#1 Balboa: First up was a nice cold Balboa in Panama City, not more than 3 hours after we touched Panamanian soil. Over a dinner of whole fried fish patacones and sauteed shrimp, this beer hit the spot. It remained a favorite the entire trip and in my opinion is the best domestic beer you can buy in Panama. Balboa has more body than the rest of the beers, though it is still light, and unlike the remaining beers, doesn’t have a bitter/funky taste. I was served one luke-warm, and it was a testament to serving beer at proper temperatures, it felt heavy and the carbonation made my stomach upset. For comparison sake, I would rank it close to Budweiser, though with a little more flavor.
#2 Atlas: Atlas was the last domestic beer I sampled in Panama, probably on day 5 at a riverside restaurant/bar run by an American expat in Boquete. We had enjoyed a fun day of zip-lines and touring the city and this place felt very “homey”. They also had a killer falafel platter that was so delicious. Since I had to drive the dark and winding roads back to the hotel, a single light beer seemed to be the perfect pairing with the falafel feast. Atlas was a surprising winner, it wasn’t nearly as smooth as Balboa, but it had a nice balance of flavors and the level of carbonation didn’t leave an awkward taste on my tongue. I wouldn’t have pegged it as a light beer if I hadn’t known beforehand. Overall, our taste assessment was like a Yuengling that had 2-3 sips taken out and replaced with water. I know there is a Yuengling light, but haven’t had it – so maybe that is a fitting corollary.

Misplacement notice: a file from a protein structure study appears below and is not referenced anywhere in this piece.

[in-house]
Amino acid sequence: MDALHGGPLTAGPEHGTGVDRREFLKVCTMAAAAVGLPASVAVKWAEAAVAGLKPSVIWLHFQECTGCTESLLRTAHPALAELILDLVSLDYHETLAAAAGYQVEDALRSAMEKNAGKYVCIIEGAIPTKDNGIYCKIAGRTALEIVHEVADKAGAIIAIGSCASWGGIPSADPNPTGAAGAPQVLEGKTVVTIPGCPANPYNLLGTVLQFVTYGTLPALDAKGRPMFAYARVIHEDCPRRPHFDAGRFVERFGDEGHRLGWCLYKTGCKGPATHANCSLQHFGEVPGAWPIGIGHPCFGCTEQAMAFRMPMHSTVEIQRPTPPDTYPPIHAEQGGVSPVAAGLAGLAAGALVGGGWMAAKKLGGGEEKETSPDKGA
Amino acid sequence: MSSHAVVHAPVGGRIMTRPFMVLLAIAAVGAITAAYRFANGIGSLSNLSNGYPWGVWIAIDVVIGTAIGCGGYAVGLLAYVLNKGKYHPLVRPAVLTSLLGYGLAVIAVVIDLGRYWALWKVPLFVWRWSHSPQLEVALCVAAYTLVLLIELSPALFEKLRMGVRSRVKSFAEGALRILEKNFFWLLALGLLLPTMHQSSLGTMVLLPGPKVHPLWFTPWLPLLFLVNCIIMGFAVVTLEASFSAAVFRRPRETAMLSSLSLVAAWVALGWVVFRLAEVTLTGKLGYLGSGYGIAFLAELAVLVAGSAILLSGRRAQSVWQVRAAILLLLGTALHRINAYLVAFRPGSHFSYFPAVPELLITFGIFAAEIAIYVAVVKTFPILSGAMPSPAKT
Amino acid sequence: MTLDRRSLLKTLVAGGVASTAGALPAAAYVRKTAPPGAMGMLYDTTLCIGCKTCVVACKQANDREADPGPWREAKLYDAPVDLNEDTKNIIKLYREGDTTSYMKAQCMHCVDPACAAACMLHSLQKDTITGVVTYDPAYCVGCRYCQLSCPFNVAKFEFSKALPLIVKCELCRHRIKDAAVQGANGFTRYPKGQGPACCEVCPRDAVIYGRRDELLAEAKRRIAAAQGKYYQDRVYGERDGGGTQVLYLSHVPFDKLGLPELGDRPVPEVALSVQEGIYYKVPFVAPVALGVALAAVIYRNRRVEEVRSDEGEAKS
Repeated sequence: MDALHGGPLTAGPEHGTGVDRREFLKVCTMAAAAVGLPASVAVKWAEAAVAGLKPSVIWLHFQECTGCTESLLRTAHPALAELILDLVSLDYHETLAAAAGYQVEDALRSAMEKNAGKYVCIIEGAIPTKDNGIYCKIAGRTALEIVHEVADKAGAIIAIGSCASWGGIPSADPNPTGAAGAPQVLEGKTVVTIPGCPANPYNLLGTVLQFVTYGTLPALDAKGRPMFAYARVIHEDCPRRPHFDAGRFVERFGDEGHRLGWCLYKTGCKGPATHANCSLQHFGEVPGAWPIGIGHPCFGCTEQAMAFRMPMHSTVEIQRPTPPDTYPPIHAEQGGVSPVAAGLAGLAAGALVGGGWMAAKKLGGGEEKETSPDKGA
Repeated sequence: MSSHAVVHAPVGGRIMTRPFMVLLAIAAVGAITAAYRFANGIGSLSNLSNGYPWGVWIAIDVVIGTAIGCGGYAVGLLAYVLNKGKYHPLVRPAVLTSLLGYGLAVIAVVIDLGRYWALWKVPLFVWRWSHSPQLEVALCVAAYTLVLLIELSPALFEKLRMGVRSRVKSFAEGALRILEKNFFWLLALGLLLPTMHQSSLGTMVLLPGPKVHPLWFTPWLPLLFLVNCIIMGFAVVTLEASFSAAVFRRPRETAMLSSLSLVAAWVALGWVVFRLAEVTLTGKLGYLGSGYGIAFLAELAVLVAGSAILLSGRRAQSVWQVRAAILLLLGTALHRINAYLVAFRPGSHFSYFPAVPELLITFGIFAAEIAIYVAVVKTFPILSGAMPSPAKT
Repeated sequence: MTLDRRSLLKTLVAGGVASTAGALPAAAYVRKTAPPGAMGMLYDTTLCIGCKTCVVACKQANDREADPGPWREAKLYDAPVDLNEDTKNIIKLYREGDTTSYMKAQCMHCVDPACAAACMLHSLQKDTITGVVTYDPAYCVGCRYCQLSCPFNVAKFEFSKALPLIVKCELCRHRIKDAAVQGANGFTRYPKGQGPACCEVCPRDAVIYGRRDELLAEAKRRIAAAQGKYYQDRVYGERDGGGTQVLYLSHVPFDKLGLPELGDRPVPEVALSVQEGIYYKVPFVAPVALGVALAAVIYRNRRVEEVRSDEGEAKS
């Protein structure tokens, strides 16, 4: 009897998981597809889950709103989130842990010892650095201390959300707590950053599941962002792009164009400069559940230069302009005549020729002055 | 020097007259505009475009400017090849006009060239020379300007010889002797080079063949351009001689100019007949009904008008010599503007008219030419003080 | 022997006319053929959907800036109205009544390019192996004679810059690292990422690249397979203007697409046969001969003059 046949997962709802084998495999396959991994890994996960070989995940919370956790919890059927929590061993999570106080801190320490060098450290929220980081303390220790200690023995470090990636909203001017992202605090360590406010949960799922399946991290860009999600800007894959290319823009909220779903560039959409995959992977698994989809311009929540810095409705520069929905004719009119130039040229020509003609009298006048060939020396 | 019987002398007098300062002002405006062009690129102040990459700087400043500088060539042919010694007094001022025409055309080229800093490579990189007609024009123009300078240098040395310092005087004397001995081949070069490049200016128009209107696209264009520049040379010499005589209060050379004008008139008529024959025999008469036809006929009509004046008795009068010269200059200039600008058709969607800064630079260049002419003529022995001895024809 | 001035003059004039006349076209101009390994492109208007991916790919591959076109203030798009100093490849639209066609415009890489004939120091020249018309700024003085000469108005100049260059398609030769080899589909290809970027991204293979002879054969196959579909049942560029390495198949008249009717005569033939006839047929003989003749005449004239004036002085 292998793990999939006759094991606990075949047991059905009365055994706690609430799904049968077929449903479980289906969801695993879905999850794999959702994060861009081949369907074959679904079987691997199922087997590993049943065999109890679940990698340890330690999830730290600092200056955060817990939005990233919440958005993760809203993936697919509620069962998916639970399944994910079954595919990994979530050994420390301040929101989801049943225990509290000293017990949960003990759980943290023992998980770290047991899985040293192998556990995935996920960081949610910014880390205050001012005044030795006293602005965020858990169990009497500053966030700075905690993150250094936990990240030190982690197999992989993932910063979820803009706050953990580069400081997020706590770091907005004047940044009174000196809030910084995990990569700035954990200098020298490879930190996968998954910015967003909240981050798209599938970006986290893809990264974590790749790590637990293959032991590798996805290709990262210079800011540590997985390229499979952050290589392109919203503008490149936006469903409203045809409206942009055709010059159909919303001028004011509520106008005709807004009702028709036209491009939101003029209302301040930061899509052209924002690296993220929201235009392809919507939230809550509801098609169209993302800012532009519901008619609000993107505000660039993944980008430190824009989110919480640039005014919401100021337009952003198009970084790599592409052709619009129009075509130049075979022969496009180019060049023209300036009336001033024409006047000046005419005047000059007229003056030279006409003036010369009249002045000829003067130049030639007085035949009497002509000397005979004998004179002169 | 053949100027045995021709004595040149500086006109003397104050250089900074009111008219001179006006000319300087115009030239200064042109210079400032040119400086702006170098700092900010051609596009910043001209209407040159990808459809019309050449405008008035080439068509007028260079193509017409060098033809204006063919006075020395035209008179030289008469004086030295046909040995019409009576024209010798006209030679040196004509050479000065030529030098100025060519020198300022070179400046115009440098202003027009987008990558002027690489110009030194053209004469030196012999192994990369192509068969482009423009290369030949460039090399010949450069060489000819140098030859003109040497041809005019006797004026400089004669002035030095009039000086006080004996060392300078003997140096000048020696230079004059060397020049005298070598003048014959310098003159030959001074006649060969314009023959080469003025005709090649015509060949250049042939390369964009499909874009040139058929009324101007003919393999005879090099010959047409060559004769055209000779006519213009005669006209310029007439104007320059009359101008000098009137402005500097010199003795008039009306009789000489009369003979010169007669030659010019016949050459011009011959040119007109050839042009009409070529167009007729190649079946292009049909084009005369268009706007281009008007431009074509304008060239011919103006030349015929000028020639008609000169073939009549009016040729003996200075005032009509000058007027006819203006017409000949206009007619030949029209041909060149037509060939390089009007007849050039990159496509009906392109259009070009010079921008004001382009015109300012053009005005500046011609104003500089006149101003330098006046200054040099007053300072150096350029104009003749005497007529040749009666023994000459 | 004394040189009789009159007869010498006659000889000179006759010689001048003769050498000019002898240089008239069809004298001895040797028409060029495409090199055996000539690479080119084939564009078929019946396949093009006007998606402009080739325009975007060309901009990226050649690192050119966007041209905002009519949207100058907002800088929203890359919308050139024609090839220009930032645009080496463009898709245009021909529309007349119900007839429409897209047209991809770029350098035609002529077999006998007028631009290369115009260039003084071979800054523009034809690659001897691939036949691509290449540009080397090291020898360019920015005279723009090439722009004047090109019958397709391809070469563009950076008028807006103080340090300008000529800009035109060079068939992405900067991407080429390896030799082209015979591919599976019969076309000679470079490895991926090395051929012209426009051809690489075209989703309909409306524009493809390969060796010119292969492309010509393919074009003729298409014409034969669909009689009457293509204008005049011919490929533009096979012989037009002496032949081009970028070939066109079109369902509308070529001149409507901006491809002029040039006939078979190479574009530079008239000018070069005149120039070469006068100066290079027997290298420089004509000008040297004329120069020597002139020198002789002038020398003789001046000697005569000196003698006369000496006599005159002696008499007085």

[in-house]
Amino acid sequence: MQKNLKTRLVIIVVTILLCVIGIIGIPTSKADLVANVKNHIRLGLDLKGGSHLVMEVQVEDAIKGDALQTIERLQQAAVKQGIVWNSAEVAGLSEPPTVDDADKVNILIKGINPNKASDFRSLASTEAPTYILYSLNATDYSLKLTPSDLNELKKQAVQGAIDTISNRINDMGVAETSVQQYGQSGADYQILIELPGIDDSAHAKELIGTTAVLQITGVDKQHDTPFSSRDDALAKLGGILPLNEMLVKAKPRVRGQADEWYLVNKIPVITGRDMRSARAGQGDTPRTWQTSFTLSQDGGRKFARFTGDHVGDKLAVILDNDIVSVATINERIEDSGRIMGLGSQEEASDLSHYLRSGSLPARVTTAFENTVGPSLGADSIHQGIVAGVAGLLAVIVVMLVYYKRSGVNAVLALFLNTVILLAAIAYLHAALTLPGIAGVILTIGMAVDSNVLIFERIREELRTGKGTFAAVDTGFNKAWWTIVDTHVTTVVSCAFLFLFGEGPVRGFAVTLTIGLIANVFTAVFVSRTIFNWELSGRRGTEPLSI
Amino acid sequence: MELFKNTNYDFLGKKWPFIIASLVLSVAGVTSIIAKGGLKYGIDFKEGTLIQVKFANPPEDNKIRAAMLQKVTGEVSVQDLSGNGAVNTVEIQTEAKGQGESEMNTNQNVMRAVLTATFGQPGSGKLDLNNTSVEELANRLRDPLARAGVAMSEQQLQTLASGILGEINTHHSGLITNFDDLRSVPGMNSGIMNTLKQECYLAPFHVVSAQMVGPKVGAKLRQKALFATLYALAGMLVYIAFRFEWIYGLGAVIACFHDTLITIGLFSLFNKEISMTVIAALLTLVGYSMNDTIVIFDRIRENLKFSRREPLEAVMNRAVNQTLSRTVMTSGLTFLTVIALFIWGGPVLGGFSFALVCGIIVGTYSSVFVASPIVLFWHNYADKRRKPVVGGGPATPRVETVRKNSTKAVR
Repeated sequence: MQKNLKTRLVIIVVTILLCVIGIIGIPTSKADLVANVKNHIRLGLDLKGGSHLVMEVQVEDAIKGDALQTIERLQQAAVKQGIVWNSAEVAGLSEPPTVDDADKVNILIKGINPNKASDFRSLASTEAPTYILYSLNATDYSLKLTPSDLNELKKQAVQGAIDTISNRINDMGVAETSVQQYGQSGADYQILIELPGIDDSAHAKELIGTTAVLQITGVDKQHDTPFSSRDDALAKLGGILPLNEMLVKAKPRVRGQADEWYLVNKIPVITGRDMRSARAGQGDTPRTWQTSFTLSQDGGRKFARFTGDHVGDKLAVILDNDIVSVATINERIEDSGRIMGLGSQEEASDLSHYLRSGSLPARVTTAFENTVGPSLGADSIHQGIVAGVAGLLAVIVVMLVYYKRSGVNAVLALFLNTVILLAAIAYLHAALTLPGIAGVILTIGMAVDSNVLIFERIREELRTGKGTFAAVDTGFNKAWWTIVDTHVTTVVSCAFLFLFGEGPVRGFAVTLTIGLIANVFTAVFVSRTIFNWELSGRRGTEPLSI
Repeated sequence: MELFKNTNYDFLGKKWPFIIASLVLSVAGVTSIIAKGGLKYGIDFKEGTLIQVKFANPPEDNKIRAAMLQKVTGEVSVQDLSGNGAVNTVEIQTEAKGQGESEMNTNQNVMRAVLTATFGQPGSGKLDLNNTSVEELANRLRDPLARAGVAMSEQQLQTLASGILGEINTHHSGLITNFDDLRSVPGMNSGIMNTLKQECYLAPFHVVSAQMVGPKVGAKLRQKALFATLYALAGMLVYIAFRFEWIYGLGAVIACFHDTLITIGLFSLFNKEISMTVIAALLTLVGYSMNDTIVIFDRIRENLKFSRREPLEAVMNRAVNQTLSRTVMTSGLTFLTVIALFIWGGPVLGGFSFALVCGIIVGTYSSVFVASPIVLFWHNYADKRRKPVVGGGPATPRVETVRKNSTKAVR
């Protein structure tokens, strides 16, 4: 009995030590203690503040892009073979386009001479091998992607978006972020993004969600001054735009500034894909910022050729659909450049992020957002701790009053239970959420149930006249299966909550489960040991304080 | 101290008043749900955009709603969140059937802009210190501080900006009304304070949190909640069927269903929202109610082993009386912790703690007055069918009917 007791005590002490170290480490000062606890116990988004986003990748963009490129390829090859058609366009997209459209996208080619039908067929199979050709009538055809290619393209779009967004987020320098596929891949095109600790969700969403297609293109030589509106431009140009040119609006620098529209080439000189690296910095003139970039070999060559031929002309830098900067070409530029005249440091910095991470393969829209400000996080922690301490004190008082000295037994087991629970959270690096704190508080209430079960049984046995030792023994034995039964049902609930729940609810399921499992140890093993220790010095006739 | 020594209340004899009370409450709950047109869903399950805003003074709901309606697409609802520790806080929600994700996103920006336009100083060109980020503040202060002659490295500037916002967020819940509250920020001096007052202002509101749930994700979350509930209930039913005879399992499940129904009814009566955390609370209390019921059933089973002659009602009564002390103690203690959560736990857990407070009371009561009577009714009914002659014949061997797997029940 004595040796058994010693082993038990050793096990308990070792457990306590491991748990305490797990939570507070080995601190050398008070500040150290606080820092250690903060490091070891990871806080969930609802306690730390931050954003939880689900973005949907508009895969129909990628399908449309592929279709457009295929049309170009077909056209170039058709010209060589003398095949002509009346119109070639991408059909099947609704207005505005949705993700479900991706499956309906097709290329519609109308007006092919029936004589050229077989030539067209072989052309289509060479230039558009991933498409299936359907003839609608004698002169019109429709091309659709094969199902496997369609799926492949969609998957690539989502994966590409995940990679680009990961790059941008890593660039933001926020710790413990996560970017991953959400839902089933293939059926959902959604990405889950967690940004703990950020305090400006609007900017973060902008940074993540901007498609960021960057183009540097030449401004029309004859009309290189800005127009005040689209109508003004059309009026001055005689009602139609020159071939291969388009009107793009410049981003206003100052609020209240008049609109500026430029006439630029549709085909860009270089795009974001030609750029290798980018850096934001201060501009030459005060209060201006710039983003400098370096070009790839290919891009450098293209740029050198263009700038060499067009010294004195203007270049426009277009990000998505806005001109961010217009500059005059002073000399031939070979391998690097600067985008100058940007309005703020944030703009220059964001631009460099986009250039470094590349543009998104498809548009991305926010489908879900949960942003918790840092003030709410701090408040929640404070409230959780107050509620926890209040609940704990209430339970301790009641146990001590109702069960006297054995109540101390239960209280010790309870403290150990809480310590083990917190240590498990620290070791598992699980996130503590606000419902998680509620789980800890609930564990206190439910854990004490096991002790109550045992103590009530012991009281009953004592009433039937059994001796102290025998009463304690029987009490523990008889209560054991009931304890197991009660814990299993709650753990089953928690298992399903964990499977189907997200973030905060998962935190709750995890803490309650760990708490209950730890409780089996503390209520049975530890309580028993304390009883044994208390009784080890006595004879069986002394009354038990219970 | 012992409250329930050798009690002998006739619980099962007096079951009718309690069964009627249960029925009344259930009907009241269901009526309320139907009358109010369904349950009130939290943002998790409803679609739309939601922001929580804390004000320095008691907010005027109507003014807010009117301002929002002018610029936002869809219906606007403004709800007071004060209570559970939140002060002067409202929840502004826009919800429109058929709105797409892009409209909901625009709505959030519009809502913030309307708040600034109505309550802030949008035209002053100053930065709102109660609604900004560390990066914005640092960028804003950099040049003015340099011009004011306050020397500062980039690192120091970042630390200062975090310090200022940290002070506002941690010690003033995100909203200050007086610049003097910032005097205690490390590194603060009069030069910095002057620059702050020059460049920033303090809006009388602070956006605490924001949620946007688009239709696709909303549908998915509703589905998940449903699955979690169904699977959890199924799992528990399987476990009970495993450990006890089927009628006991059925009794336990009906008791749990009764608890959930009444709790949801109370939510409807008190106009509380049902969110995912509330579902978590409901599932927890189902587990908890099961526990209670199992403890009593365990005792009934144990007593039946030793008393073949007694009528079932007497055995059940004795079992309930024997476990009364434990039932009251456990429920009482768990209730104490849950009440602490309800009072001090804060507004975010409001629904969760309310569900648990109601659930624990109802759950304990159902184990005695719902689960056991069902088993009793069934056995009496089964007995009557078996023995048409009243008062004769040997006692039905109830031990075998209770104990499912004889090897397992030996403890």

#3 Panama: On the second day of the trip I decided to branch out to this brand to give it a try, especially since seems as though this would be considered the Bud of Panama given its popularity. Served in the bottle poolside with a plate of local (I mean less than a few thousand feet away) local cheeses, this was a wonderful way to end a relaxing day. Unfortunately Panama beer had some slightly funky taste and the carbonation on my tongue felt like a hurdle for every sip. Taste – I would call it similar to Heineken or maybe Rolling Rock.